I do not propose to discuss this matter at all, but what I would point out to the noble Earl is this—that the reason my noble friend's question was put down was owing to both my noble friend and myself pressing him in the debate for information as to what instructions the Estates Commissioners had received following the speech to which he himself has alluded, because the noble Lord said that he would make a statement again, we did not press the question. I hope we shall hear from him what instructions were given, because the reason we both raised the question was this—that the noble Earl spoke in no uncertain terms in your Lordship's House as to the course he proposed to take, and with his opinion I most cordially concur, but he must remember that the Chief Secretary had a good many questions put to him upon this subject in another place, and that he fenced—


May I interrupt the noble Marquess? The Question was put in the other House by a supporter of the boble Marquess in a form which contained a modified allusion to what I had said in this House. Now in the other House they are very strict in matters of order, and the Speaker would not allow the Question in the form in which it was framed, because it was out of order in that it alluded to what I had said here.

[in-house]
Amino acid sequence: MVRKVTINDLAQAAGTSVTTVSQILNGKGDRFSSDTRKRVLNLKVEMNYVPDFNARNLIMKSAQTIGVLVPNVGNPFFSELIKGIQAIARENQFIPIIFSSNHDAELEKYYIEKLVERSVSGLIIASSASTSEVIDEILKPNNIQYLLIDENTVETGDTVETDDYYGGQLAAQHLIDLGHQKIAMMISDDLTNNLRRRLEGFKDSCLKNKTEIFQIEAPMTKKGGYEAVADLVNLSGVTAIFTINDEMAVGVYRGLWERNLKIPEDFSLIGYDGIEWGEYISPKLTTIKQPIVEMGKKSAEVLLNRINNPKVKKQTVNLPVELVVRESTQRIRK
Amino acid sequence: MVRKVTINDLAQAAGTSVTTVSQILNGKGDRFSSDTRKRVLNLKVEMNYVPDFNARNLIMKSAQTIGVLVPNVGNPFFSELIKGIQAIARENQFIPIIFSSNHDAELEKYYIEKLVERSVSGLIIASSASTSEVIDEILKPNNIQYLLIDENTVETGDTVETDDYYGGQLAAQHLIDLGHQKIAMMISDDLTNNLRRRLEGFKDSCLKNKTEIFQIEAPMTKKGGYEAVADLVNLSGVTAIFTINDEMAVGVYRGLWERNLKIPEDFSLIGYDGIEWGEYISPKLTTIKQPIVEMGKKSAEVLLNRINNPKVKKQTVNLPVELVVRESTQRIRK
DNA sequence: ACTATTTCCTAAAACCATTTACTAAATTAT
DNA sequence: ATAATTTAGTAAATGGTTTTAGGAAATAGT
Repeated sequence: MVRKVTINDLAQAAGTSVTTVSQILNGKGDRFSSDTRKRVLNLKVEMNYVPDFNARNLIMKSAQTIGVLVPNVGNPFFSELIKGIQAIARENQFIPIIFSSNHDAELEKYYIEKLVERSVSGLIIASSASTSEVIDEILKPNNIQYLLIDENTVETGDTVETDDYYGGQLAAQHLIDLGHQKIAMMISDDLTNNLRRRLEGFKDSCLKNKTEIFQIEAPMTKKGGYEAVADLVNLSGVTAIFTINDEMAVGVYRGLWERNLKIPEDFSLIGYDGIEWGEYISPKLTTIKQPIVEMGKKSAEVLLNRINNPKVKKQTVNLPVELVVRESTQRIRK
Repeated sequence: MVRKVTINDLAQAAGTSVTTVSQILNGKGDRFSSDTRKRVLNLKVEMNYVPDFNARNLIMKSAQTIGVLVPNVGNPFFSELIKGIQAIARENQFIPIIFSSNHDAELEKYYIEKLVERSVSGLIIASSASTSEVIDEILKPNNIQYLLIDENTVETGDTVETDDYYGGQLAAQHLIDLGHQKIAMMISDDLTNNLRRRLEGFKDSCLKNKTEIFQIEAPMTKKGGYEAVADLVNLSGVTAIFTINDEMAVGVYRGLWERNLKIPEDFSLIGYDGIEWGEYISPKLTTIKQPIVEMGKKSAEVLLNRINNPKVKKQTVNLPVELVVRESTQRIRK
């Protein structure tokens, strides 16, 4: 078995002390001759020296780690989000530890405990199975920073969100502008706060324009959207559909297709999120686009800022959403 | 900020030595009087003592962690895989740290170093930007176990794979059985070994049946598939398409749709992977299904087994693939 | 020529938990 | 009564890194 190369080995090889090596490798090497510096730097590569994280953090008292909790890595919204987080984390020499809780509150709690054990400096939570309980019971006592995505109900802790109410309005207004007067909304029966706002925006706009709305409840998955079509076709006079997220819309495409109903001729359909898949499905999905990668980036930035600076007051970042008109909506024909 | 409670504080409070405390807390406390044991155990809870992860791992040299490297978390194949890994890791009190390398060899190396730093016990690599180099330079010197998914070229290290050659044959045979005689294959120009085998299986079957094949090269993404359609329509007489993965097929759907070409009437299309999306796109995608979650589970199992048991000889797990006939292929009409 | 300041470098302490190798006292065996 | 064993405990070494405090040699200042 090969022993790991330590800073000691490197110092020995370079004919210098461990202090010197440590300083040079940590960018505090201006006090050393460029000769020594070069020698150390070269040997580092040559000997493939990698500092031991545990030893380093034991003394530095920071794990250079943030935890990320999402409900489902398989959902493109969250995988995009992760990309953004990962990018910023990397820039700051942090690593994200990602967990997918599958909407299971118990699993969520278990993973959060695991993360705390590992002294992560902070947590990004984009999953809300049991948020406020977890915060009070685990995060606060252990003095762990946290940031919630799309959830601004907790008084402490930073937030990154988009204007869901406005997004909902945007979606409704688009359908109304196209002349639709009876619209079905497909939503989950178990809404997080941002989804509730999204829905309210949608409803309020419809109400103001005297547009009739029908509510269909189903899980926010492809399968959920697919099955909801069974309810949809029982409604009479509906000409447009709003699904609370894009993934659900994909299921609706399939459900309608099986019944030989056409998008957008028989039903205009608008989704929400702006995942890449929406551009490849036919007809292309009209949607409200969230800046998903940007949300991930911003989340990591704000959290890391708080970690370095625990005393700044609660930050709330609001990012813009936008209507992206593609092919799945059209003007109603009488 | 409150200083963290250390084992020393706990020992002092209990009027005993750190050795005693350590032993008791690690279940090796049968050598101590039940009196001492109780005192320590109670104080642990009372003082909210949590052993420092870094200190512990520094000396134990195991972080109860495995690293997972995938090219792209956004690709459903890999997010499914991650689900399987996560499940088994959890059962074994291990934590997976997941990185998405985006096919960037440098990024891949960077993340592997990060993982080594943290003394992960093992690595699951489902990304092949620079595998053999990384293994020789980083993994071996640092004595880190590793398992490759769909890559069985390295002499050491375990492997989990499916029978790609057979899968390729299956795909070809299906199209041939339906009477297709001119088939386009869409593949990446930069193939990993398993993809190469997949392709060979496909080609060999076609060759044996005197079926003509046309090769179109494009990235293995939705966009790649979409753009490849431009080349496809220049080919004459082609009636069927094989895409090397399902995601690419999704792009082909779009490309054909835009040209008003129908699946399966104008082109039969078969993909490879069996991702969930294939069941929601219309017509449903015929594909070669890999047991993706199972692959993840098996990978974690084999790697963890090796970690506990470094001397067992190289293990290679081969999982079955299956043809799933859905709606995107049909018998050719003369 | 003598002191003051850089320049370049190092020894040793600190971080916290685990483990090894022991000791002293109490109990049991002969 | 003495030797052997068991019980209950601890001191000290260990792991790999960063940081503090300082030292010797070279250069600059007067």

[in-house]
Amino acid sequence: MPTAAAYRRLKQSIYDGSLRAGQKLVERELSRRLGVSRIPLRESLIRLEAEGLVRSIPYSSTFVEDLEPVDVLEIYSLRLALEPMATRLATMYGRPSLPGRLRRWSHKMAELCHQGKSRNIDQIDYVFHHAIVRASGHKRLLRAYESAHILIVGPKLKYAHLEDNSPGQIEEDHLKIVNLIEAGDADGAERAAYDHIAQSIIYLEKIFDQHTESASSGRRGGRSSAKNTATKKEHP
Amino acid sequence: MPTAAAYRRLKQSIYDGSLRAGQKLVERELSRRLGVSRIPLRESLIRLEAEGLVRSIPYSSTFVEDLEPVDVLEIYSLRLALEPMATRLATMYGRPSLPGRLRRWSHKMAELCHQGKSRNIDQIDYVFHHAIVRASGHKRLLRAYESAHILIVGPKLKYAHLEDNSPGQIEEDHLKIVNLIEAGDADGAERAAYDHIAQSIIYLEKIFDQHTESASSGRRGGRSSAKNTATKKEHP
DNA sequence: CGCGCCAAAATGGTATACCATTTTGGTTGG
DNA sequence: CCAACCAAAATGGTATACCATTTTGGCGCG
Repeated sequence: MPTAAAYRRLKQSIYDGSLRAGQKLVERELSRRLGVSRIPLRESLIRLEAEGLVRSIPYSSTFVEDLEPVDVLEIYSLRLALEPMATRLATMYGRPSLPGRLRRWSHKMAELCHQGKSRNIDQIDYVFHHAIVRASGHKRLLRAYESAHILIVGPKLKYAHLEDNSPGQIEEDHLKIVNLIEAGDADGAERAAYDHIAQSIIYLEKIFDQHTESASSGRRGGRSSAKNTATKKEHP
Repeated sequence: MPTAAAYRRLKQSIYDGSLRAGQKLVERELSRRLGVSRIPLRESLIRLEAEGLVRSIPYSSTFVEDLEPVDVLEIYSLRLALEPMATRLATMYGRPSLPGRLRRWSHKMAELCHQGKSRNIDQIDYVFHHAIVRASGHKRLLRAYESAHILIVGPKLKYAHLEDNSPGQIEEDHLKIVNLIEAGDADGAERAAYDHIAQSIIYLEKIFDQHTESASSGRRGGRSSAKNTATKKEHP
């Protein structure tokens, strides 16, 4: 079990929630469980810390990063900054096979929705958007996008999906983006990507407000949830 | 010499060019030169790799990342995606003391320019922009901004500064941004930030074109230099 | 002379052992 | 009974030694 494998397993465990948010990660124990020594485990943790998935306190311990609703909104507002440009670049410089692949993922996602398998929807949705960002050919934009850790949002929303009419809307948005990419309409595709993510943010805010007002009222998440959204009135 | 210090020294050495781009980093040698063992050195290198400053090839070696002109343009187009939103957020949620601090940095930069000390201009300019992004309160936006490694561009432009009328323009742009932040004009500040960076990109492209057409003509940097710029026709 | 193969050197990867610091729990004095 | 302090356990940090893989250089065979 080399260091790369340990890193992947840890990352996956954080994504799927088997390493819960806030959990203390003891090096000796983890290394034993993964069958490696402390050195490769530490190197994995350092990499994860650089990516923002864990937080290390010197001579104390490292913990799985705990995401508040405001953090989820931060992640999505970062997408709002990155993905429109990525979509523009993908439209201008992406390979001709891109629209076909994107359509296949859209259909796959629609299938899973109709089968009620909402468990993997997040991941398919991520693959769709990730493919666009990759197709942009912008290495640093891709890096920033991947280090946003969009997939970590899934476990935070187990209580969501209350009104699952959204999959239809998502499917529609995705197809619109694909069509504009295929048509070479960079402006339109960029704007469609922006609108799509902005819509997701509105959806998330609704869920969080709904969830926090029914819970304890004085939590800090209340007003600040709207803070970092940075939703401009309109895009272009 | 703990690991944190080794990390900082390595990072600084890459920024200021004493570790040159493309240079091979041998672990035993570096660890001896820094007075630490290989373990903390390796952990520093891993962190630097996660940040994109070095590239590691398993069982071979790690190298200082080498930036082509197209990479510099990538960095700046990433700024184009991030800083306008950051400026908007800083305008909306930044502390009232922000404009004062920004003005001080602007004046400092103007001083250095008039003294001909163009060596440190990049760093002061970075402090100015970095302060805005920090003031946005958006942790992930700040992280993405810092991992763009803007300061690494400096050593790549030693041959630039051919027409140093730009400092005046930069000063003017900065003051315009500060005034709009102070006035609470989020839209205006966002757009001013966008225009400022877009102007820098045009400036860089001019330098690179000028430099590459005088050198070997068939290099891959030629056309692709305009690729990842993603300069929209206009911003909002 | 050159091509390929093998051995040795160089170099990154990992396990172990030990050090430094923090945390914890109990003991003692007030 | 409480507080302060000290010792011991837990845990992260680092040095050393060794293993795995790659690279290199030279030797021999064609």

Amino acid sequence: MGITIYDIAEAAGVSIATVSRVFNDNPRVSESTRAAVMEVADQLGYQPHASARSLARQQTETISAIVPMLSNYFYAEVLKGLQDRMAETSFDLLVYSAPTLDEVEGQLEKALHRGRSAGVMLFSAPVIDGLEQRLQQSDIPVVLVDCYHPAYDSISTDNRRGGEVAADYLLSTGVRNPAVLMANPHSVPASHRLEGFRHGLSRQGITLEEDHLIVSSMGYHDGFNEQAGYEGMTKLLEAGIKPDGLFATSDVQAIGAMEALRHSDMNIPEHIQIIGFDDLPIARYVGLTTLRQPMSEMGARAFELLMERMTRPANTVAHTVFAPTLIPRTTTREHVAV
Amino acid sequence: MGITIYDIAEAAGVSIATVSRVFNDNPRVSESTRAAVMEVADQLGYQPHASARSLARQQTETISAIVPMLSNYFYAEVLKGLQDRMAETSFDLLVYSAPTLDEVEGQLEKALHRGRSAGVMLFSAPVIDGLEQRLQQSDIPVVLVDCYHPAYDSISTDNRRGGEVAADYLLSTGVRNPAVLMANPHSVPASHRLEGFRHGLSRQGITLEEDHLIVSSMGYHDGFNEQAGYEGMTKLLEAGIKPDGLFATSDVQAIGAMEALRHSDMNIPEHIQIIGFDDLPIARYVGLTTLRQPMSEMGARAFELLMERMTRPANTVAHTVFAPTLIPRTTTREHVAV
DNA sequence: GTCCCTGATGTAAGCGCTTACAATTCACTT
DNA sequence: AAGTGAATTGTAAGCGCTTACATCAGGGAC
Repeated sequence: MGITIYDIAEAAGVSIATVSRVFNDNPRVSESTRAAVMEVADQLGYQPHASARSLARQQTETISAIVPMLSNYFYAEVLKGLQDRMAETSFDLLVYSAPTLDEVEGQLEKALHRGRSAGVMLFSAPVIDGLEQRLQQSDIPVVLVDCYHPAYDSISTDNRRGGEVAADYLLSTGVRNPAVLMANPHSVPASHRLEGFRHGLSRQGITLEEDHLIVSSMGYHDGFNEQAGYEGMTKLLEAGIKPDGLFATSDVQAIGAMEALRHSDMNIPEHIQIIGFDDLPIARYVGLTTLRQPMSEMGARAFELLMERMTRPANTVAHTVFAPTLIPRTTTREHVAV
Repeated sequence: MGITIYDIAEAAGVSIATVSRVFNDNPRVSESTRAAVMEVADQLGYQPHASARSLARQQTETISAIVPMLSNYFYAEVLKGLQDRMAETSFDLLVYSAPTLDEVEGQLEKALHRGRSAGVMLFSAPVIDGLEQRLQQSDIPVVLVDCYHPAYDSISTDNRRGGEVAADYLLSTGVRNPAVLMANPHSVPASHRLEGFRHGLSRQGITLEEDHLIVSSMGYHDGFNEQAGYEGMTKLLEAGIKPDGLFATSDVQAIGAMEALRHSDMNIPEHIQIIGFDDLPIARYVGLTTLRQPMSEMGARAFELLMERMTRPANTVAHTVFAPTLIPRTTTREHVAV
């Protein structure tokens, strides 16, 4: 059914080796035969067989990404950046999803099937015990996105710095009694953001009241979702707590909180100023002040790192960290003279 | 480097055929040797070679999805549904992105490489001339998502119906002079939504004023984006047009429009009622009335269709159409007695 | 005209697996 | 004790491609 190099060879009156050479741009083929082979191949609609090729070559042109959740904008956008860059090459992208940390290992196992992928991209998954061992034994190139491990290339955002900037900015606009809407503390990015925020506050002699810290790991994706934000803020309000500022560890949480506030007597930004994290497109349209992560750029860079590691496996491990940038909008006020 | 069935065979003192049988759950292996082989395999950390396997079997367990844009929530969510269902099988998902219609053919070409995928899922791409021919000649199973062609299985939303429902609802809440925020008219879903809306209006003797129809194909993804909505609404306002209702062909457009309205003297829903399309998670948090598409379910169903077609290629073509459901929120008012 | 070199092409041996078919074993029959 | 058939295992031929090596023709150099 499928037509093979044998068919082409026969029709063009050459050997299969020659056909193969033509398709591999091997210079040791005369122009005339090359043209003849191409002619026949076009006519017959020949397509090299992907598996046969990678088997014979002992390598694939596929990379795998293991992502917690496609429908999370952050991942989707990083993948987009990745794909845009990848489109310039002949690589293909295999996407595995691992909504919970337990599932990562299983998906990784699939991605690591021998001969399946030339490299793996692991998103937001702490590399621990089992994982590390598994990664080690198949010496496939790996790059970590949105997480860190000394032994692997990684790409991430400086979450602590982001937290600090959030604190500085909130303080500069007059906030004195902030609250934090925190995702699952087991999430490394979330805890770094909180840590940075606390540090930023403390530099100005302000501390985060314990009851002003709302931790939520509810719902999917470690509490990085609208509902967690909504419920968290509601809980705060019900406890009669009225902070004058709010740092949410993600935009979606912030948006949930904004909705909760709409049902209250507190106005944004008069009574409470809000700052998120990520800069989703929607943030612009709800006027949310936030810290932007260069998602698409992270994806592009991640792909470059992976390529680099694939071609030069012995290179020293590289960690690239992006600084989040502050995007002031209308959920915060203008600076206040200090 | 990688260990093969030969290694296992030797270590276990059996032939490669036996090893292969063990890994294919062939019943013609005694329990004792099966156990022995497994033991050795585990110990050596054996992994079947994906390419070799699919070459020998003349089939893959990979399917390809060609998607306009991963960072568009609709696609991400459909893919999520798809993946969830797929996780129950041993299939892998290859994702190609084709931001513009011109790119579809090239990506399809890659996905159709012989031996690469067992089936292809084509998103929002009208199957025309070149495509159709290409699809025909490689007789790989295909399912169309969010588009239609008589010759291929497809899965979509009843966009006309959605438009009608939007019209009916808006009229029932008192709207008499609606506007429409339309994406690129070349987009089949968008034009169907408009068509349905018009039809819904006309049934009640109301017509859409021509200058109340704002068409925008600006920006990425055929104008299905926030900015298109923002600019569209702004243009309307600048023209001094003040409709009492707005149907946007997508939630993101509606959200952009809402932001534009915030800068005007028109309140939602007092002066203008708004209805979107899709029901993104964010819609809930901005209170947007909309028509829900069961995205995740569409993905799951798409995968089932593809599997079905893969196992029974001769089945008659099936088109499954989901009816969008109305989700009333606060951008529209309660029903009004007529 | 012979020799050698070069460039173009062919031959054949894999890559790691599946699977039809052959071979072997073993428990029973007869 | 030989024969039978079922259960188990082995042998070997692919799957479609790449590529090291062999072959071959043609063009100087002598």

Would the noble Earl tell us whether the Estates Commissioners have any means of obtaining information as to persons guilty of intimidation, and who would, therefore, according to the pronouncement we have heard, be held ineligible for grants of land? Are the Estates Commissioners, for instance, in any sort of relation to the police authorities, and do the police authorities make it their business to communicate with the Estates Commissioners before the latter make allotments of land?


I understood from what has fallen from the noble Earl that it is the desire of the Government to withhold allotments of land from this class of tenant, and he went on to say that they had announced their intention of doing so. Would he mind informing me and the House where and how they had announced that intention?


In reply to the noble Marquess, he will see that it is difficult to answer a Question of that kind when one is not in the Department concerned, but I imagine that when a disturbance of this kind has arisen the facts are perfectly well known to the Estates Commissioners, and bearing in mind that they have announced their intention of dealing with such cases in this particular way, no doubt they take steps, through the medium of the constabulary, to find out who the guilty persons are; but I will inquire of my right hon. friend whether any means can be devised of bringing this matter to their notice.

With regard to the Question asked by the noble Lord, Lord Killanin, it was made in the case of an estate in Tipperary.




The noble Lord wants the date. It was the 17th January, 1906.